Answers to End of Chapter 3 Questions
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Answers to End of Chapter 3 Questions

Course Number: FIN 4173N, Spring 2010

College/University: Dowling

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Answers to End of Chapter 3 Questions 1. Motives for Investing in Foreign Money Markets. Explain why an MNC may invest funds in a financial market outside its own country. ANSWER: The MNC may be able to earn a higher interest rate on funds invested in a financial market outside of its own country. In addition, the exchange rate of the currency involved may be expected to appreciate. 2. Motives for Providing Credit...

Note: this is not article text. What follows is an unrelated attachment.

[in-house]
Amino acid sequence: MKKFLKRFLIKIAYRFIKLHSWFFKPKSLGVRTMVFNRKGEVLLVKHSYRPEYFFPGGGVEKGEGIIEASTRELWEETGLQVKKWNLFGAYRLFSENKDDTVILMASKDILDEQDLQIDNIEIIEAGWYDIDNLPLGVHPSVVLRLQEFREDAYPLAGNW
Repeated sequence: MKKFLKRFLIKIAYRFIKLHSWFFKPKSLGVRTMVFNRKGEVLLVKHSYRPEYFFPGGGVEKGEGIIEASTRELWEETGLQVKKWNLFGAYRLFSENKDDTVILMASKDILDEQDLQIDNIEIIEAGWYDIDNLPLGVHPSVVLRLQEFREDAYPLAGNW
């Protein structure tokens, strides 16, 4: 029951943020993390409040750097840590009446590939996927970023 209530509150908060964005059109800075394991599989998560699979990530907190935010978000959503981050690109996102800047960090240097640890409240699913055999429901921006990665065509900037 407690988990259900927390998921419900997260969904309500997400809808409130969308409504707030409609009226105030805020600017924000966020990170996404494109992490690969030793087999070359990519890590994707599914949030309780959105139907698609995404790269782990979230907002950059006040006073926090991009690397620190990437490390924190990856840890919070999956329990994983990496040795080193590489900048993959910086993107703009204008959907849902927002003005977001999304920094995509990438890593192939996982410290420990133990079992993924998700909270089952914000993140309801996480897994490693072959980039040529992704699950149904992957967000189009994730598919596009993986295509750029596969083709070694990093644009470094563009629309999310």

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to Answers End of Chapter 3 Questions 1. Motives for Investing in Foreign Money Markets. Explain why an MNC may invest funds in a financial market outside its own country. ANSWER: The MNC may be able to earn a higher interest rate on funds invested in a financial market outside of its own country. In addition, the exchange rate of the currency involved may be expected to appreciate. 2. Motives for Providing Credit in Foreign Markets. Explain why some financial institutions prefer to provide credit in financial markets outside their own country. ANSWER: Financial institutions may believe that they can earn a higher return by providing credit in foreign financial markets if interest rate levels are higher and if the economic conditions are strong so that the risk of default on credit provided is low. The institutions may also want to diversity their credit so that they are not too exposed to the economic conditions in any single country. 3. Exchange Rate Effects on Investing. Explain how the appreciation of the Australian dollar against the U.S. dollar would affect the return to a U.S. firm that invested in an Australian money market security. ANSWER: If the Australian dollar appreciates over the investment period, this implies that the U.S. firm purchased the Australian dollars to make its investment at a lower exchange rate than the rate at which it will convert A$ to U.S. dollars when the investment period is over. Thus, it benefits from the appreciation. Its return will be higher as a result of this appreciation. 4. Exchange Rate Effects on Borrowing. Explain how the appreciation of the Japanese yen against the U.S. dollar would affect the return to a U.S. firm that borrowed Japanese yen and used the proceeds for a U.S. project. ANSWER: If the Japanese yen appreciates over the borrowing period, this implies that the U.S. firm converted yen to U.S. dollars at a lower exchange rate than the rate at which it paid for yen at the time it would repay the loan. Thus, it is adversely affected by the appreciation. Its cost of borrowing will be higher as a result of this appreciation. 5. Bank Services. List some of the important characteristics of bank foreign exchange services that MNCs should consider. ANSWER: The important characteristics are (1) competitiveness of the quote, (2) the firms relationship with the bank, (3) speed of execution, (4) advice about current market condi tions, and (5) forecasting advice. 6. Bid/ask Spread. Utah Banks bid price for Canadian dollars is $.7938 and its ask price is $.81. What is the bid/ask percentage spread? ANSWER: ($.81 $.7938)/$.81 = .02 or 2% 7. Bid/ask Spread. Compute the bid/ask percentage spread for Mexican peso retail transactions in which the ask rate is $.11 and the bid rate is $.10. ANSWER: [($.11 $.10)/$.11] = .091, or 9.1%. 8. Forward Contract. The Wolfpack Corporation is a U.S. exporter that invoices its exports to the United Kingdom in British pounds. If it expects that the pound will appreciate against the dollar in the future, should it hedge its exports with a forward contract? Explain. ANSWER: The forward contract can hedge future receivables or payables in foreign currencies to insulate the firm against exchange rate risk. Yet, in this case, the Wolfpack Corporation should not hedge because it would benefit from appreciation of the pound when it converts the pounds to dollars. 9. Euro. Explain the foreign exchange situation for countries that use the euro when they engage in international trade among themselves. ANSWER: There is no foreign exchange. Euros are used as the medium of exchange. 10. Indirect Exchange Rate. If the direct exchange rate of the euro is worth $1.25, what is the indirect rate of the euro? That is, what is the value of a dollar in euros? ANSWER: 1/1.25 = .8 euros. 11. Cross Exchange Rate. Assume Polands currency (the zloty) is worth $.17 and the Japanese yen is worth $.008. What is the cross rate of the zloty with respect to yen? That is, how many yen equal a zloty? ANSWER: $.17/$.008 = 21.25 1 zloty = 21.25 yen 12. Syndicated Loans. Explain how syndicated loans are used in international markets. Register to View Answerlarge MNC may want to obtain a large loan that no single bank wants to accommodate by itself. Thus, a bank may create a syndicate whereby several other banks also participate in the loan. 13. Loan Rates. Explain the process used by banks in the Eurocredit market to determine the rate to charge on loans. ANSWER: Banks set the loan rate based on the prevailing LIBOR, and allow the loan rate to float (change every 6 months) in accordance with changes in LIBOR. 14. International Markets. What is the function of the international money market? Briefly describe the reasons for the development and growth of the European money market. Explain how the international money, credit, and bond markets differ from one another. ANSWER: The function of the international money market is to efficiently facilitate the flow of international funds from firms or governments with excess funds to those in need of funds. Growth of the European money market was largely due to (1) regulations in the U.S. that limited foreign lending by U.S. banks; and (2) regulated ceilings placed on interest rates of dollar deposits in the U.S. that encouraged deposits to be placed in the Euro currency market where ceilings were nonexistent. The international money market focuses on short-term deposits and loans, while the international credit market is used to tap medium -term loans, and the international bond market is used to obtain long-term funds (by issuing long-term bonds). 15. Evolution of Floating Rates. Briefly describe the historical developments that led to floating exchange rates as of 1973. ANSWER: Country governments had difficulty in maintaining fixed exchange rates. In 1971, the bands were widened. Yet, the difficulty of controlling exchange rates even within these wider bands continued. As of 1973, the bands were eliminated that so rates could respond to market forces without limits (although governments still did intervene periodically). 16. International Diversification. Explain how the Asian crisis would have affected the returns to a U.S. firm investing in the Asian stock markets as a means of international diversification. [See the chapter appendix.] ANSWER: The returns to the U.S. firm would have been reduced substantially as a result of the Asian crisis because of both declines in the Asian stock markets and because of currency depreciation. For example, the Indonesian stock market declined by about 27% from June 1997 to June 1998. Furthermore, the Indonesian rupiah declined again the U.S. dollar by 84%. 17. Eurocredit Loans. a. With regard to Eurocredit loans, who are the borrowers? b. Why would a bank desire to participate in syndicated Eurocredit loans? c. What is LIBOR and how is it used in the Eurocredit market? Register to View AnswerLarge corporations and some government agencies commonly request Eurocredit loans. b. With a Eurocredit loan, no single bank would be totally exposed to the risk that the borrower may fail to repay the loan. The risk is spread among all lending banks within the syndicate. c. LIBOR (London interbank offer rate) is the rate of interest at which banks in Europe lend to each other. It is used as a base from which loan rates on other loans are determined in the Eurocredit market. 18. Foreign Exchange. You just came back from Canada, where the Canadian dollar was worth $.70. You still have C$200 from your trip and could exchange them for dollars at the airport, but the airport foreign exchange desk will only buy them for $.60. Next week, you will be going to Mexico and will need pesos. The airport foreign exchange desk will sell you pesos for $.10 per peso. You met a tourist at the airport who is from Mexico and is on his way to Canada. He is willing to buy your C$200 for 130 pesos. Should you accept the offer or cash the Canadian dollars in at the airport? Explain. ANSWER: Exchange with the tourist. If you exchange the C$ for pesos at the foreign exchange desk, the cross-rate is $.60/$10 = 6. Thus, the C$200 would be exchanged for 120 pesos (computed as 200 6). If you exchange Canadian dollars for pesos with the tourist, you will receive 130 pesos. 19. Foreign Stock Markets. Explain why firms may issue stock in foreign markets. Why might U.S. firms issue more stock in Europe since the conversion to a single currency in 1999? ANSWER: Firms may issue stock in foreign markets when they are concerned that their home market may be unable to absorb the entire issue. In addition, these firms may have foreign currency inflows in the foreign country that can be used to pay divi dends on foreign-issued stock. They may also desire to enhance their global image. Since the euro can be used in several countries, firms may need a large amount of euros if they are expanding across Europe. 20. Stock Market Integration. Bullet, Inc., a U.S. firm, is planning to issue new stock in the United States during this month. The only decision still to be made is the specific day on which the stock will be issued. Why do you think Bullet monitors results of the Tokyo stock market every morning? ANSWER: The U.S. stock market prices sometimes follow Japanese market prices. Thus, the firm would possibly be able to issue its stock at a lower price in the U.S. if it can use the Japanese market as an indicator of what will happen in the U.S. market. However, this indicator will not always be accurate. Advanced Questions 21. Effects of September 11. Why do you think the terrorist attack on the U.S. was expected to cause a decline in U.S. interest rates? Given the expectations for a potential decline in U.S. interest rates and stock prices, how were capital flows between the U.S. and other countries likely affected? ANSWER: The attack was expected to cause a weaker economy, which would result in lower U.S. interest rates. Given the lower interest rates, and the weak stock prices, the amount of funds invested by foreign investors in U.S. securities would be reduced. 22. International Financial Markets. Recently, Wal-Mart established two retail outlets in the city of Shanzen, China, which has a population of 3.7 million. These outlets are massive and contain products purchased locally as well as imports. As Wal-Mart generates earnings beyond what it needs in Shanzen, it may remit those earnings back to the United States. WalMart is likely to build additional outlets in Shanzen or in other Chinese cities in the future. a. Explain how the Wal-Mart outlets in China would use the spot market in foreign exchange. ANSWER: The Wal-Mart stores in China need other currencies to buy products from other countries, and must convert the Chinese currency (yuan) into the other currencies in the spot market to purchase these products. They also could use the spot market to convert excess earnings denominated in yuan into dollars, which would be remitted to the U.S. parent. b. Explain how Wal-Mart might utilize the international money market when it is establishing other Wal-Mart stores in Asia. ANSWER: Wal-Mart may need to maintain some deposits in the Eurocurrency market that can be used (when needed) to support the growth of Wal-Mart stores in various foreign markets. When some Wal-Mart stores in foreign markets need funds, they borrow from banks in the Eurocurrency market. Thus, the Eurocurrency market serves as a deposit or lending source for Wal-Mart and other MNCs on a short-term basis. c. Explain how Wal-Mart could use the international bond market to finance the establishment of new outlets in foreign markets. ANSWER: Wal-Mart could issue bonds in the Eurobond market to generate funds needed to establish new outlets. The bonds may be denominated in the currency that is needed; then, once the stores are established, some of the cash flows generated by those stores could be used to pay interest on the bonds.